Saturday, 11 February 2017

Snow Vole Upsets Darwinian Expectations

A snow vole. Image courtesy of Dodoni, Creative Commons (CC BY 3.0).

Joel Kontinen

Natural selection is a greatly overused explanation for almost any trait in living organisms.

However, Darwinian expectations seldom match facts. A paper published in PLOS BIOLOGY begins with the sentence: “In natural populations, quantitative trait dynamics often do not appear to follow evolutionary predictions.”

That’s right. The research is on the size of snow voles (Chionomys nivalis).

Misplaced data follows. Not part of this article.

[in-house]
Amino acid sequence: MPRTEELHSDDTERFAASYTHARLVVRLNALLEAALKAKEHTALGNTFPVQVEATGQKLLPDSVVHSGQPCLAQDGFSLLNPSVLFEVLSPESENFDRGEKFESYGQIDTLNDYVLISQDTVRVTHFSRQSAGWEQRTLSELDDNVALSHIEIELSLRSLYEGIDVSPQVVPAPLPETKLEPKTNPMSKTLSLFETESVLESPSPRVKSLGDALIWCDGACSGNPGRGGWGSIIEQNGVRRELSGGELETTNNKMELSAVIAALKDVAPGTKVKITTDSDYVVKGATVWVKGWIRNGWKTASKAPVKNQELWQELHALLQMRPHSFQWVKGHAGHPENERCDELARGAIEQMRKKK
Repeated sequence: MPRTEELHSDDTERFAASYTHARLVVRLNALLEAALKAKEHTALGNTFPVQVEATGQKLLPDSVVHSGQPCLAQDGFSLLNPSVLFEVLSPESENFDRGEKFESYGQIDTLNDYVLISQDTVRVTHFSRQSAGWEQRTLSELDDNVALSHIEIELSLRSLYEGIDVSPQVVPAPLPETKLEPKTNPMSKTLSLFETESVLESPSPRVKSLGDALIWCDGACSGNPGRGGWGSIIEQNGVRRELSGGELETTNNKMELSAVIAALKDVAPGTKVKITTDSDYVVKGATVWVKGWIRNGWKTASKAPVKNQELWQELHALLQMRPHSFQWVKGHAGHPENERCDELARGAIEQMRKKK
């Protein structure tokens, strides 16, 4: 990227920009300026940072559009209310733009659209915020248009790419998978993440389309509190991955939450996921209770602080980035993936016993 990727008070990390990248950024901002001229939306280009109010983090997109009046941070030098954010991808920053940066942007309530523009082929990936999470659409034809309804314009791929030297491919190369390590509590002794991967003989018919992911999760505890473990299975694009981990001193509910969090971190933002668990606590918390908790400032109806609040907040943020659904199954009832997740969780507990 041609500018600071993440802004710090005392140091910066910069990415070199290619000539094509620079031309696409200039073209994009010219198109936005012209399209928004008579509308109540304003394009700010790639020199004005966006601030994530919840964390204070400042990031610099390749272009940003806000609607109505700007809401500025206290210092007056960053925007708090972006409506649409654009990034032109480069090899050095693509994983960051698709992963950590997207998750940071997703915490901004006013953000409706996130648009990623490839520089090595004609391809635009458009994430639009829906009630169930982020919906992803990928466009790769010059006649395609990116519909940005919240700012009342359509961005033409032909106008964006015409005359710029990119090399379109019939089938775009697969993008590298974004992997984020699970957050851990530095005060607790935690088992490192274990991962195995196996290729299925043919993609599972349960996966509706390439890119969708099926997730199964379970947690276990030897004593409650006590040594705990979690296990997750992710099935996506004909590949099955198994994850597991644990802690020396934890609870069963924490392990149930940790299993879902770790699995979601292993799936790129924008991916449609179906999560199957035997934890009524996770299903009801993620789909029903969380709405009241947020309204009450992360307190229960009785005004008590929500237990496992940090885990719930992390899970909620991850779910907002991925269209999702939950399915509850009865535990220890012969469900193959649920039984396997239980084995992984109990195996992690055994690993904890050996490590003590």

Timothée Bonnet and his colleagues at the University of Zurich observed the tiny rodents for ten years and found out that while bigger voles had more offspring, this did not lead to an increase in body size in the next generation.

It seems that environmental factors and perhaps epigenetics are running the show.

In recent years, natural selection has taken a lot of flak from both evolutionists and dissenters. (See details here, here, here and here.)

So, this might be a good time to dump Darwin altogether.


Bonnet, Timothée et al. 2017. Bigger Is Fitter? Quantitative Genetic Decomposition of Selection Reveals an Adaptive Evolutionary Decline of Body Mass in a Wild Rodent Population. PLOS BIOLOGY 15.